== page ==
Looking at questions through the algorithmic lens (i.e. from an algorithmic or complexity point of view) has become useful in disciplines outside of the 'standard domain' of computer science. In particular CS has made an impact on biology through computational biology, on physics through quantum information processing, and AI and complexity theory seem to regularly interact with neuroscience. The natural sciences seem relatively comfortable with TCS.
Thus, my question is in regard to the impact of TCS on the social sciences.
What novel and important insights into the social sciences has TCS provided?
I am vaguely aware of the impact of algorithmic thinking on economics (through game theory). In fact algorithmic game theory is now a part of the 'standard domain' of TCS, so lets exclude AGT answers unless they specifically altered existing theories in the social sciences.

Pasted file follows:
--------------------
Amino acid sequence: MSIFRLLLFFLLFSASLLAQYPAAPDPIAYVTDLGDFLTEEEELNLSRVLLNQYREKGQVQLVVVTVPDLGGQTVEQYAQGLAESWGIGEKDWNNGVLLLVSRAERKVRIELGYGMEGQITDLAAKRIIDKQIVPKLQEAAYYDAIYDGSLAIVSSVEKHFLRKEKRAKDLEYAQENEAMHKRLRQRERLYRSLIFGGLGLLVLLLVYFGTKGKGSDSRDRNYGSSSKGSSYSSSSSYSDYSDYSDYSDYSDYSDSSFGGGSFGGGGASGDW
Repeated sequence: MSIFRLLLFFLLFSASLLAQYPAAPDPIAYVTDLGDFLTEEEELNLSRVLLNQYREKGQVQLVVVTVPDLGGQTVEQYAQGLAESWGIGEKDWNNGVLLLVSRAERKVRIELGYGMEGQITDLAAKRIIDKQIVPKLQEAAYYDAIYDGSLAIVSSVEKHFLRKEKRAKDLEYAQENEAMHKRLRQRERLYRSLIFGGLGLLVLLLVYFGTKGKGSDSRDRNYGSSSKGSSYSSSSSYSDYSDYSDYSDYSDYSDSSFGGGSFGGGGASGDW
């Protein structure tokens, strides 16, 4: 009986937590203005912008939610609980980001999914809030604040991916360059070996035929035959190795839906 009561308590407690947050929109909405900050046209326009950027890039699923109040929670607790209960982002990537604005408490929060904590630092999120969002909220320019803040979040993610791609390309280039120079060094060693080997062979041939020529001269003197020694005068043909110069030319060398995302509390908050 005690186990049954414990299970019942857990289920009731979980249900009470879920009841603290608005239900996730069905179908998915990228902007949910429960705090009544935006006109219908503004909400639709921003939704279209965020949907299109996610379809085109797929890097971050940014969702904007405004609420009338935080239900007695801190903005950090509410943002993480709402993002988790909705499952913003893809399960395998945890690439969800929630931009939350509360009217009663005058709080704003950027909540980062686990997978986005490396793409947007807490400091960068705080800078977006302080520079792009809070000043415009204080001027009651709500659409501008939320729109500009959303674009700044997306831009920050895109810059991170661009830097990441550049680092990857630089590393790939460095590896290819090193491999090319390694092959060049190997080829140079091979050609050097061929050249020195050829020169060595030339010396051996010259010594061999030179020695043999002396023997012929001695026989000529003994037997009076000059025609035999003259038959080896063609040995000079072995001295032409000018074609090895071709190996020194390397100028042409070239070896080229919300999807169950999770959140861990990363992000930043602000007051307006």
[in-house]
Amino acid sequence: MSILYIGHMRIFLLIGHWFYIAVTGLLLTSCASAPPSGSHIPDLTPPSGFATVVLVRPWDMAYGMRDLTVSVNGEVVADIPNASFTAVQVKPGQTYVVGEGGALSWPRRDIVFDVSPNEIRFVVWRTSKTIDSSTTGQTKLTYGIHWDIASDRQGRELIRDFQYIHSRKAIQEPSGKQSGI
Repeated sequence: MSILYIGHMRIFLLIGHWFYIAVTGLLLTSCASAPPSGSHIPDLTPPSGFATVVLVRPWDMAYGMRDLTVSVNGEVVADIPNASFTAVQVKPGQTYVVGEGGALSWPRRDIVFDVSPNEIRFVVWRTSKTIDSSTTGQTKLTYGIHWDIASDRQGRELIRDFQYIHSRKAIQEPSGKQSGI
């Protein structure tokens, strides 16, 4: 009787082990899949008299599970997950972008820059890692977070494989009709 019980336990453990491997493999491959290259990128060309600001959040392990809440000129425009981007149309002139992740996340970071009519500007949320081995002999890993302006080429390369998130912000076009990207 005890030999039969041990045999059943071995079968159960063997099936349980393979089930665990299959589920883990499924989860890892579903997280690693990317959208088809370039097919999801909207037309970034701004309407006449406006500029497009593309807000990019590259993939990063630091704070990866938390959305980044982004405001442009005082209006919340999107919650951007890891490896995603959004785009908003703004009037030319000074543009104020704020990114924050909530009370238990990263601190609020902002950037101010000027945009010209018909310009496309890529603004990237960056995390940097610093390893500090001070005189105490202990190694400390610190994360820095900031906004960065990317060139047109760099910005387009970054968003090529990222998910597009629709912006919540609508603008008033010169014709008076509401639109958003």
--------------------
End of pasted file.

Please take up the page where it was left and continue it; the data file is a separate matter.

Another example I recall is from linguistics in the learnability vs. innateness of grammar (i.e. poverty of the stimulus) debate. Gold's theorem about the unlearnability of context free grammars provided a strong argument for innate-ness and helped convince some skeptics (I am not sure if this is still valid, since SCFG seem to be learnable). I am more interested in examples of this type, where TCS thinking helped change or shape existing theories in the social sciences.
References to books/surveys are appreciated.